The term, Kelpie, has unclear origins; although the most likely explanation is that it is a distortion of the Gaelic calpa, which translates as heifer. Kelpies are terrifying, murderous creatures that lurk in the depths of Scottish lochs, canals and rivers – and more than a few of them in Loch Ness. Not only that, like werewolves, kelpies are definitive shape-shifters; creatures that can take on multiple guises, including hideous serpentine monsters, horses, hair-covered humanoids, beautiful maidens of the mermaid variety, and horse-like creatures. The kelpie is solely driven to by a crazed goal to drown the unwary by enticing and dragging them into the depths, killing them in the process. While numerous, old bodies of water in Scotland have kelpie legends attached to them, it’s surely no coincidence that the bulk of the legends are focused upon Loch Ness. And, as we’ll see later, there is good evidence to suggest that the creatures of the loch do indeed have the ability to change their form and morph and mutate into numerous states. It’s also notable that many reports of the Loch Ness Monsters suggest they have mane-like hair flowing down the back of their head and neck – not unlike the mane of a horse, which may well have prompted both the name and imagery of the water-horse. Before we get to the matter of Loch Ness, let’s take a deeper look at this malevolent, demonic entity, the kelpie of darkest Scotland. That, by the way, came onto the land, too.
Reports of, and legends pertaining to, strange creatures in the large lochs of Scotland date back centuries – specifically to the 6th century, as we have seen with the St. Columba affair of 563 AD. With hindsight, they sound very much like kelpies, even though they had acutely different names and titles. In 1900, Alexander Carmichael, for example, told of a beast known as the Glaistic. It was a hideous monstrosity. Half-human and half-goat, it dwelled in isolated bodies of water, always ready to pounce on, and slaughter, the unwary and the unfortunate. Moving on, we have the Lavellan, described by some as a shrew-like animal and by others as a lizard-style beast. Both its saliva and breath were said to be deadly – to both man and beast. Note that the reference to the Lavellan having deadly breath echoes the old story of the wyvern of Wales’ Llyn Cynwch Lake. Loch Tummel, in Perthshire, Scotland has its own kelpie, even though it, too, goes by another name, the Buarach-Bhaoi. Highland Perthshire Tourism says of this fearsome thing that it resembled nothing less than a gigantic leech which typically wrapped itself around horses and then dragged them into the depths of its underwater abode – and draining the unfortunate animals of blood in definitive vampire style. Loch Lindie was the deadly domain of Madge, a violent, murderous monster that, said Edward Nicholson, in 1897, had the power to morph into numerous forms, including those of a raven, a cow, a horse, and a hare. Similarly, Loch Leathan was the lair of the deadly Boobrie, yet another body-altering thing with nothing but cold-hearted killing on its crazed mind.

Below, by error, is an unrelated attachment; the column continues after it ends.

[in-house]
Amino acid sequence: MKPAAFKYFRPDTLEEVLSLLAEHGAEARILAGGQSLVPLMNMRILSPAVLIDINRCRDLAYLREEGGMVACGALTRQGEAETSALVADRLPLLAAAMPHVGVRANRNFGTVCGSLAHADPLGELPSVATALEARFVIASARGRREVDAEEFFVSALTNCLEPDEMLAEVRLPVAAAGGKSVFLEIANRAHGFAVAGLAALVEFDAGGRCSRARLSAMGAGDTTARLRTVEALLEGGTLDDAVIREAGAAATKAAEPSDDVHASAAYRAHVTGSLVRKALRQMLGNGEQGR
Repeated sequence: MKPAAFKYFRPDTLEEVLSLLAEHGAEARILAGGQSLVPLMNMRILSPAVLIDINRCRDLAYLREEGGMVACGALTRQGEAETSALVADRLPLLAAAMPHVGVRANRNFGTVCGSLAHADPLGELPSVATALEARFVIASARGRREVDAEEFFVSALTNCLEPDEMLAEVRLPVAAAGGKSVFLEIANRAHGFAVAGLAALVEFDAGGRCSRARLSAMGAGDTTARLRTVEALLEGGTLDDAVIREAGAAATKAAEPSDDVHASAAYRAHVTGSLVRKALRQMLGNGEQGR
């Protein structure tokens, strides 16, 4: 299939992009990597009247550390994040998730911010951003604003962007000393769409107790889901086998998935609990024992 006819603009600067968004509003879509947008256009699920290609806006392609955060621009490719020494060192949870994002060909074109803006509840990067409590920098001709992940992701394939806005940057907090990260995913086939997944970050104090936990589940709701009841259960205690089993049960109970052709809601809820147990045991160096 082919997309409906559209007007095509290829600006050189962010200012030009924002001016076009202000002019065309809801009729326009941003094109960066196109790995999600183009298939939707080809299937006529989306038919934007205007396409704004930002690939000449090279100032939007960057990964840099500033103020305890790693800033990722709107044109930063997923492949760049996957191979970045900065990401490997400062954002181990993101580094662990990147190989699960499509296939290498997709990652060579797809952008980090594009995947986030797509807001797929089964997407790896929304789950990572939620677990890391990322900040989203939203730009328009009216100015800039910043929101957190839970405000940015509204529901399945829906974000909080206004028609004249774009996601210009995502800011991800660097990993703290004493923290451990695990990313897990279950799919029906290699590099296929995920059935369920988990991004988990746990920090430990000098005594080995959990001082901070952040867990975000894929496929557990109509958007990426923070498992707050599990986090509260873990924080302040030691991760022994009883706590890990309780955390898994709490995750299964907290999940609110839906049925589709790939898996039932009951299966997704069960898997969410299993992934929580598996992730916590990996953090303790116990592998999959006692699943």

Moving onto Bigfoot: It’s not every day that a U.S. president makes comments and observations on Bigfoot. But, as incredible as it may sound, President Theodore Roosevelt may have done exactly that in the pages of his 1890 book, The Wilderness Hunter. The president, who was also a keen hunter and an avid outdoorsman, told a story that sounds eerily, and chillingly, like a close encounter with a murderous, homicidal Bigfoot. Roosevelt said: “Frontiersmen are not, as a rule, apt to be very superstitious. They lead lives too hard and practical, and have too little imagination in things spiritual and supernatural. I have heard but few ghost stories while living on the frontier, and those few were of a perfectly commonplace and conventional type. But I once listened to a goblin-story, which rather impressed me.
“A grizzled, weather beaten old mountain hunter, named Bauman who, born and had passed all of his life on the Frontier, told it the story to me. He must have believed what he said, for he could hardly repress a shudder at certain points of the tale; but he was of German ancestry, and in childhood had doubtless been saturated with all kinds of ghost and goblin lore. So that many fearsome superstitions were latent in his mind; besides, he knew well the stories told by the Indian medicine men in their winter camps, of the snow-walkers, and the specters, [spirits, ghosts & apparitions] the formless evil beings that haunt the forest depths, and dog and waylay the lonely wanderer who after nightfall passes through the regions where they lurk. It may be that when overcome by the horror of the fate that befell his friend, and when oppressed by the awful dread of the unknown, he grew to attribute, both at the time and still more in remembrance, weird and elfin traits to what was merely some abnormally wicked and cunning wild beast; but whether this was so or not, no man can say.